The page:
This year, as in every year, I briefly thought I would watch the Tour de France casually. I would not become obsessed and thus avoid the highs and lows of cycling in July and the gutted feeling when it is over and forgo getting up at 5:30 a.m. PST.
Then I got this email.
I bought the NBC Sports Gold pass for cycling during the Tour of California in May. It did not include the Giro but it will include the Tour de France. I watch on my computer, follow VeloNews and the @letour on Twitter and watch every episode of Orica Scott Backstage Pass on YouTube.
The favorites are Chris Froome (Sky), RIchie Porte (BMC), or Nairo Quintana (Movistar) for the overall General Classification or yellow jersey. The race begins on July 1 with a time trial in Dusseldorf, Germany. Will my favorite Tony Martin win on home turf? Will Germans Marcel Kittel or Andre Greipel turn themselves out to win a stage at home? Will Mark Cavendish be healthy enough to compete? Will best rider in the world Peter Sagan win the green jersey again? We’ll know when Le Tour finishes in Paris on July 23rd.
If you like listening to podcasts. My cycling favorite is The 3 Domestiques. I listen on the Stitcher app to Matt Keenan, Sam Edmunds and Dan Jones discuss pro-cycling with great interviews.
So set your alarm and don’t miss the drama, the athleticism, and the tradition.
It is hard to beat Sacramento for watching a bike race on a sunny day. AMGEN Tour of California Stage 1 ambient temperature was a perfect 73 degrees with barely any wind. The only kink in my plans was the coincidence of Mother’s Day. There were many fans along the road and in the VIP tents, but it was still possible to find a place to watch the finish at about 3:15 p.m.
World Champion Peter Sagan moved to the tail end of the Quick Step lead out train for Marcel Kittel. Then it looked like he might get boxed in. Across the line it was Marcel Kittel first, Peter Sagan second. Thrilling!
Afterward I hung out to watch the jersey presentations and delighted to talk to the first female commissaire that I’ve ever seen at the international level. I asked her how she earned her spot. She said she paid her dues refereeing local races. Normally she rides along in an automobile. Today was one of the few times she was on a motorbike. I asked if she had to prove her ability as a motorcycle driver. The UCI provides a driver and she rides along. I asked how many women there are at this international level–not many. This race has three! Could this be my third career? haha.
I have stood along the side of the racecourse on many a stage of the Tour de France. I followed the 2014 from Stage 1 to 21. I have been a spectator at the Tour of California, the Tour Down Under and the Giro d’Italia. Watching a professional bike race in person is a thrilling experience. Whether you are traveling across the globe or stepping out your front door, there are certain dos and don’ts to being a good spectator.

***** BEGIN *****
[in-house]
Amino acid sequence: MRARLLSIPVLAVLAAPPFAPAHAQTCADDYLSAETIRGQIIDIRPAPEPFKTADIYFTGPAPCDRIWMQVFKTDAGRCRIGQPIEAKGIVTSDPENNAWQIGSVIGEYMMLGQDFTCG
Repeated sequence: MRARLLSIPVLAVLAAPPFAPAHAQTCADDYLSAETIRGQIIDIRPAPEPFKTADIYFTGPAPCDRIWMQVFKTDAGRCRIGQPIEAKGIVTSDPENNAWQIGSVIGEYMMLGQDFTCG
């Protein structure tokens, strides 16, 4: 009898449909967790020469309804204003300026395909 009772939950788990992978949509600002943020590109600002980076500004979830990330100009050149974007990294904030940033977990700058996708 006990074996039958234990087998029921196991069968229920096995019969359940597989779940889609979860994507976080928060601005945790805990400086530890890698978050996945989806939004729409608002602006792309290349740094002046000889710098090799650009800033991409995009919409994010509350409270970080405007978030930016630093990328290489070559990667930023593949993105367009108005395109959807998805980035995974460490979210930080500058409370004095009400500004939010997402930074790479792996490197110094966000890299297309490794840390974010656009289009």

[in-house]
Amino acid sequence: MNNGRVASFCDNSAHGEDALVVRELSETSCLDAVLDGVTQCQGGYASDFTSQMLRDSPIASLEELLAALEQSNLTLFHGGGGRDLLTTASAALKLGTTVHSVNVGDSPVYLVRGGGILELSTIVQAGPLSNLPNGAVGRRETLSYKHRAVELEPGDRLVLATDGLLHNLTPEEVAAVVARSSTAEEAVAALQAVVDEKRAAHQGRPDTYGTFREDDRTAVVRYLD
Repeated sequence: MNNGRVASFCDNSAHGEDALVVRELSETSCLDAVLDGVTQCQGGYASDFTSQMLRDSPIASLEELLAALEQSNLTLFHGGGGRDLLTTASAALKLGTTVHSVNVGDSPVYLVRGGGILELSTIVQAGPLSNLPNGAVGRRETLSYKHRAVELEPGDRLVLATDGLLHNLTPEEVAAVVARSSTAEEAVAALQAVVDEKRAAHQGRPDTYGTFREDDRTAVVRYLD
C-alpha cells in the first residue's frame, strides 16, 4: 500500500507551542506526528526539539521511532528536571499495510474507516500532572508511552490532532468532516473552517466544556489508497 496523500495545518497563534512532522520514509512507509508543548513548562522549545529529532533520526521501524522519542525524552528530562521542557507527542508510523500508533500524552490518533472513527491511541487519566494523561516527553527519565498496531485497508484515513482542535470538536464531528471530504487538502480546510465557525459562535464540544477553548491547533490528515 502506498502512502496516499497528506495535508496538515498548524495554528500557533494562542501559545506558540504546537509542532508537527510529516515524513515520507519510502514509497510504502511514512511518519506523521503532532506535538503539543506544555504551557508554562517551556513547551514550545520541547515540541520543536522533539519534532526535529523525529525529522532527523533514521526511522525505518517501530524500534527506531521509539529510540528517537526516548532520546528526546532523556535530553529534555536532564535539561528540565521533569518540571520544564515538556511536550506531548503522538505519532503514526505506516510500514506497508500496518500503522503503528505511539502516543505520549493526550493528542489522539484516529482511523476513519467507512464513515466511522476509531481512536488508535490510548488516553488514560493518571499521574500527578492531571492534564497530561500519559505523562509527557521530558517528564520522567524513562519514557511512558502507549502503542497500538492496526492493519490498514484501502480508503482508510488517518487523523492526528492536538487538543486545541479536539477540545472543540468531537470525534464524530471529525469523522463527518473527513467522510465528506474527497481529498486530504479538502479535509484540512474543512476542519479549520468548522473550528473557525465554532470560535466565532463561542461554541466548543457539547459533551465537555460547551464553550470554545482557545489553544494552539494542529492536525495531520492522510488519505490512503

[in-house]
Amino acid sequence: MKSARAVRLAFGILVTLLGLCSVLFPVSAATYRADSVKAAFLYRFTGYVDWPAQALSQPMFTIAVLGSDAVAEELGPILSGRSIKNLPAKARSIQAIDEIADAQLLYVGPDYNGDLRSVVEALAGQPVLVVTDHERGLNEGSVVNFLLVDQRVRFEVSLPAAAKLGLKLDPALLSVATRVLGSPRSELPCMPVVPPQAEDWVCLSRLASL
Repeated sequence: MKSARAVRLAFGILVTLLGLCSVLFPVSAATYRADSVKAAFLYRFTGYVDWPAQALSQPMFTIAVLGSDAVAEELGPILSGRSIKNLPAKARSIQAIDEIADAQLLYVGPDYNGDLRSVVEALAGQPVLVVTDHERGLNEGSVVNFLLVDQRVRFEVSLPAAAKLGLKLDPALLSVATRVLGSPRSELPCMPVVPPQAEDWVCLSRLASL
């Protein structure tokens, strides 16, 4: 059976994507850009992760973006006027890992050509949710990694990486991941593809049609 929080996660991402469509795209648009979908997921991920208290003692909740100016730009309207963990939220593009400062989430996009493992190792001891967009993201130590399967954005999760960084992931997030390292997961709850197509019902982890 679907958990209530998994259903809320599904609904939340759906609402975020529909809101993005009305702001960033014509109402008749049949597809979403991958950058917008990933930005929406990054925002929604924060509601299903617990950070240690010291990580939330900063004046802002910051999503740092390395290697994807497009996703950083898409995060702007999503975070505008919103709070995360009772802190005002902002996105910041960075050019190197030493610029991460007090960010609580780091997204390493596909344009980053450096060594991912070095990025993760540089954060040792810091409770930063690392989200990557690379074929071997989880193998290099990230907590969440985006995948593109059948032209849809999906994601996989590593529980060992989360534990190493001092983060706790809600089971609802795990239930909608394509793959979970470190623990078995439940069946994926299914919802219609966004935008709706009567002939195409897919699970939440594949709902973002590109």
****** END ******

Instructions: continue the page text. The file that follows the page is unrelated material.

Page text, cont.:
I have a new appreciation this year watching religiously on my NBC Sports Gold app. I set my alarm every day at 6:00 a.m. to watch the day’s Tour de France stage. This year I have spent as much time yelling at spectators to behave as I have at the cyclists to race to the finish.
The spectators need to exercise self control. Here are some suggestions. First and foremost, pay attention to your surroundings at all times. After the caravan of sponsors go by you have about an hour before the first cyclists will pass. If you pay attention and stay sober enough you will hear the helicopters, notice an increase of motorcycle police and official race cars. This will get more and more intense and then you will see either the breakaway group of 2-20 (on average riders) or the whole frickin’ peleton of 180+ riders. Then there are always a few stragglers fighting to get back with the group. Notice how fast they are going compared to you on foot? This is why it is foolhardy to try to interact with them. Besides it is not about you.
Never touch a cyclist or his/her bike. You think you are helping but you are actually more likely to throw them off balance or off their cadence. (Yes, there are more and more women’s cycling competitions. Same rules apply.)
Never throw anything at a cyclist: water, pee, chalk, smoke, fireworks. This is rude and dangerous. On RAGBRAI when amateurs are cycling across Iowa, spectators sometimes turn on their hose and offer to spray cyclists, but it is entirely voluntary, they never cover the entire road. Same with high fives, etc. And it is non-competitive. In a race the cyclists are going full gas throwing something at those speeds can hurt!
Stay off the racecourse. This means that you can not extend your arms out over the barrier to take a selfie, or lean into the road with your mongo camera lens to take a photo. It also applies to your children (don’t hold them over the barrier so they can see), and your dogs (always on a leash please!).